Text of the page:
Everyday challenges: this is my reality

This is the third year running that I’ve been to the same music festival. The first time was very shortly before I received my diagnosis, so the two events are quite closely related in my mind.

And over that time a lot has changed. But a lot hasn’t. And although I’ve developed a lot of strategies for getting through everyday challenges, the challenges don’t go away. Until the world in general becomes more understanding, life will remain difficult every time I step outside my comfort zone.

Every time I want to do something different, I have to weigh up whether it’s worth the challenge. Some challenges are insurmountable: however much I may want to do something, if it involves a lengthy and unstructured phone conversation with a stranger, it isn’t happening. Sometimes I’m only able to do part of the whole: again, however much I may wish it otherwise, I’m not able to spend extended periods of time in a noisy and cramped environment. I’m very lucky that most of the time I’m with people who understand this and don’t push me to do the impossible.

One of the most challenging things has been accepting my own limitations. Learning not to push myself too far for things that don’t really matter, or that I don’t really want to do. Learning to appreciate the things that I manage to do, rather than dwelling on the things that I think I should be able to do. I’m not completely there yet, but I’m getting there.

This weekend, I am pushing myself. Because I love this festival, and want to do as much as possible. But there are already challenges, because there always are.

One of the main challenges yesterday was travelling to the festival. I have difficulties on public transport: it is overwhelming from a sensory perspective and I can’t cope if anything goes wrong. I try and mitigate this as much as possible – I have noise cancelling headphones, and a relaxing music playlist. I try and travel at quieter times. I use my “please give me a seat” badge. I check the timetables obsessively so I have several alternatives if things go wrong.

Despite this, travel never seems to go smoothly. I had to travel across London, and my ticket wouldn’t operate the gates. The Underground was packed and I couldn’t physically get to a member of staff to manually open the gates for a while. By the time I managed, I was very visibly stimming, which is invariably misinterpreted. Then I had two people trying to persuade me to stand in the noise and the crowd to calm down before going to the platform. I didn’t have the words to say that I was only going to get worse if I was forced to stay in that environment – that if I was there too much longer I was going to go into full-blown sensory overload. Eventually they gave up trying to persuade me and let me through. But I was so overwhelmed then, that when I got to the next station I misread the departure boards and got on the wrong train (one to Warwick Parkway rather than Warwick). Luckily I’ve done that journey often enough to know where I could change trains – but it reinforced to me why I don’t travel alone on public transport if I don’t know where I’m going.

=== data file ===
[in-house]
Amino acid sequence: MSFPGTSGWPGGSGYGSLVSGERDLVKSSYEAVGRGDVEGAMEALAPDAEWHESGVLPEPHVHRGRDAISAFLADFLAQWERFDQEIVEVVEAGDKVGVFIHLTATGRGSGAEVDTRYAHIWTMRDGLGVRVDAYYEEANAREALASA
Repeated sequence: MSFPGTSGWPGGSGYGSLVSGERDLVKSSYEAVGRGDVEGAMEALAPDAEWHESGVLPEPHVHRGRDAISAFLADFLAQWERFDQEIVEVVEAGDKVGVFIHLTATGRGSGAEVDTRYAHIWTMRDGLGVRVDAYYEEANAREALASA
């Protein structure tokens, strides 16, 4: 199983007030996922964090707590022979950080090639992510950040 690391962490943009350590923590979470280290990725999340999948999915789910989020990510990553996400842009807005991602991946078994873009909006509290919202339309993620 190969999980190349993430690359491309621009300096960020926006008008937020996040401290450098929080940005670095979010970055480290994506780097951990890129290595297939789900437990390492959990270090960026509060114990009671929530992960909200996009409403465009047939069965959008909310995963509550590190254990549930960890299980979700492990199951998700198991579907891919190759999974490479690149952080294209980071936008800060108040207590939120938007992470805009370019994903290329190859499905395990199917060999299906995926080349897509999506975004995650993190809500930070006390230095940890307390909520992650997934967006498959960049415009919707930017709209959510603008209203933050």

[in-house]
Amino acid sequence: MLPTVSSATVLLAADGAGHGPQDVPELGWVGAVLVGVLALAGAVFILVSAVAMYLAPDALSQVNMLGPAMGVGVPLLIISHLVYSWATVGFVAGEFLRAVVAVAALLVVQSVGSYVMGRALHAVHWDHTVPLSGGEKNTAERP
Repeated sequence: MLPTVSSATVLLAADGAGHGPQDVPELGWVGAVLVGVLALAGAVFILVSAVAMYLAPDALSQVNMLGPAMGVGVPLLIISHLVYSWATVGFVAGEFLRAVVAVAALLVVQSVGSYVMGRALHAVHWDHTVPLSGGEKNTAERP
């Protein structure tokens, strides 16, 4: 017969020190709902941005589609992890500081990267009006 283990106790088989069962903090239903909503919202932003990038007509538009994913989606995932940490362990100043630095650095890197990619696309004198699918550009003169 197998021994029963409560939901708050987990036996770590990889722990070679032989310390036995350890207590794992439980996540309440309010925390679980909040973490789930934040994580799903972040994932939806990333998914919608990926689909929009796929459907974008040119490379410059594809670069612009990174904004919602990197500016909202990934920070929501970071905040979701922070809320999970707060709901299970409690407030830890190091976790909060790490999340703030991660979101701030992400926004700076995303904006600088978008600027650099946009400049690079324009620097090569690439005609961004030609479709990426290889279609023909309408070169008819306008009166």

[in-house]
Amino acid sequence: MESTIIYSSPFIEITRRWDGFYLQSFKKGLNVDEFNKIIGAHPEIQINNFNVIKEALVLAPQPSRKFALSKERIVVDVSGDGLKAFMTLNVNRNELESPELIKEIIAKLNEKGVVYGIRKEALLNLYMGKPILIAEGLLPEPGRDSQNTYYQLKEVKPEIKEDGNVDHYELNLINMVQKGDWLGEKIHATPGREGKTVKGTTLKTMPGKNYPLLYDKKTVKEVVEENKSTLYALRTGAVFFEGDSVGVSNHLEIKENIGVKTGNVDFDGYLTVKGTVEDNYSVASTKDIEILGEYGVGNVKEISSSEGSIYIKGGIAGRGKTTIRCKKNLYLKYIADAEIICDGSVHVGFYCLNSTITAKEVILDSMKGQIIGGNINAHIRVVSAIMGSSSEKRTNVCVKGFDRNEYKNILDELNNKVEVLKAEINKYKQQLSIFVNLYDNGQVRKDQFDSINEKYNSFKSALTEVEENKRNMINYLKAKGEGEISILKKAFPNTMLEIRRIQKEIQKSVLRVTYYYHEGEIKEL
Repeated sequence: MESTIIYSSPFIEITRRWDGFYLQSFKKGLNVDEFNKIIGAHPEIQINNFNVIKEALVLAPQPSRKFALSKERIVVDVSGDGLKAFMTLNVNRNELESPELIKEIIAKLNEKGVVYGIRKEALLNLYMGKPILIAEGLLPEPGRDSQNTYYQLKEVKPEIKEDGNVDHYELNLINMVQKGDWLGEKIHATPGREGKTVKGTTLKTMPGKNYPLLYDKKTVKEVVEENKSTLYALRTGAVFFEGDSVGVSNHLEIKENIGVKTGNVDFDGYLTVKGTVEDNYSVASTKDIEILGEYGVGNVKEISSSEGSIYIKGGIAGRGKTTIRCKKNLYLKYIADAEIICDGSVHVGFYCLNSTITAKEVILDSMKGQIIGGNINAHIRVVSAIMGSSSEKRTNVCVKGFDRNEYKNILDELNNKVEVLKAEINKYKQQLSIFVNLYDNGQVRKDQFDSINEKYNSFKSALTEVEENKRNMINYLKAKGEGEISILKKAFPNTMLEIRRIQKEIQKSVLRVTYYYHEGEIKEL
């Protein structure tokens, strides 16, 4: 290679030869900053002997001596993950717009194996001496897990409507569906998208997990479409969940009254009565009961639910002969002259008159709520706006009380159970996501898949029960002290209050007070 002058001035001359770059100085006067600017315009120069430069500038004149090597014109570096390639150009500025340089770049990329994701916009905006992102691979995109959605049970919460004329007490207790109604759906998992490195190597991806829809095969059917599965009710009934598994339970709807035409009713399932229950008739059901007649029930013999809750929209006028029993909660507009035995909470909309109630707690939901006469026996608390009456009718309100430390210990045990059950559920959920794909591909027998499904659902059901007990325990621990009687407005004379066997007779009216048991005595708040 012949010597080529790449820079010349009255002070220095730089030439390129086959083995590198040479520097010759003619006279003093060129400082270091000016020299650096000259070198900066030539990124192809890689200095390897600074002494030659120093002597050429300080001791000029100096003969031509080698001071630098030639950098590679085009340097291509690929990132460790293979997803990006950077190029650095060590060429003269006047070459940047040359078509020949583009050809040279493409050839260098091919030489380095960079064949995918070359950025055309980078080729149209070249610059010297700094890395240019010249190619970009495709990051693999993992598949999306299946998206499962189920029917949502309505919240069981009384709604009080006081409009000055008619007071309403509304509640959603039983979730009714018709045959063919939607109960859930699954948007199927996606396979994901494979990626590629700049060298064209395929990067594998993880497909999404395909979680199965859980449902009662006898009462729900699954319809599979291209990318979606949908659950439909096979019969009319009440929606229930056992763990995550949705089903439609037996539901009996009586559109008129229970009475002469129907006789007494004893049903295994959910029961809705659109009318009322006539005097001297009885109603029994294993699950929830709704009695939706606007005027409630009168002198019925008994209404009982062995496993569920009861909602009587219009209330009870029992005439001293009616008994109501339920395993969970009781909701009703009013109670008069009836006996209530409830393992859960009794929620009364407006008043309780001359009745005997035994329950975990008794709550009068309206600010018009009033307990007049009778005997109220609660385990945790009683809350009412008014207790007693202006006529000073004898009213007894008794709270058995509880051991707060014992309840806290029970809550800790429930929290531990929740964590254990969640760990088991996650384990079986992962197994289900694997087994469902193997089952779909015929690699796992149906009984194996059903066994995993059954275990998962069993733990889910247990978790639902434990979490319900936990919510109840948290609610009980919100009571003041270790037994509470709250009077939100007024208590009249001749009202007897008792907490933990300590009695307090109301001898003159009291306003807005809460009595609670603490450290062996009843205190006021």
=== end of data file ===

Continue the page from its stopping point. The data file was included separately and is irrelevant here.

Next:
I’m staying in a hotel rather than camping, mainly so I can have a quiet space away from the festival – another adjustment, but one I’m not unhappy about! But even that has some challenges – I’ve always been able to sit in the same place for breakfast, but today someone got there before me. I genuinely didn’t know what to do, I felt I had to ask for permission to sit on a 4-seater rather than a 2-seater table but there was no-one to ask (there weren’t any 2-seaters that would have worked, as I need to be sitting against something and / or where no-one can walk behind me). Eventually that got sorted, but then a loud group came in…

It’s things like that that most people don’t even need to think about. And although I find most people willing to adapt for my needs, I still feel sometimes that some people think I’m just being fussy and that it must be possible for me to compromise. Sometimes it would be – but there’s a knock-on effect for some time.

For instance, yesterday I wanted to go to the evening concert. I really wanted to go. But I was so overwhelmed by the journey that what I actually ended up doing was resting in a darkened room from 6pm. I couldn’t process anything. I couldn’t even manage to go online.

And I’ve had people who should know better complaining that I’m not making eye contact. Yes, I can make eye contact if I really have to (or I’m comfortable enough with the person that I don’t have to think about whether I’m making enough contact / too much contact). But not if I need to listen to anything – I can’t process both inputs at once.

This is also the reason why I choose not to mask most of the time. It takes so much energy and concentration that I don’t have much left for more important things. I still have to mask sometimes, of course – mainly when I need to interact with people I don’t know. But an hour of masking can write off the rest of the day. So I try not to mask unless I really have to.

The everyday challenges aren’t going to go away any time soon. But I’m increasingly managing to live a life that isn’t just about coping with challenges – a life that can include things that I find enjoyable, not just full of things I have to deal with because that’s what is expected from me.

There’s still more to do. I’ve ended up where I am almost by accident, and if I’d known a few years back what I know now my life might have been very different. (It’s like the old joke: to get to there you wouldn’t start from here.) But more things seem possible than they did even a year ago. I just hope that continues.

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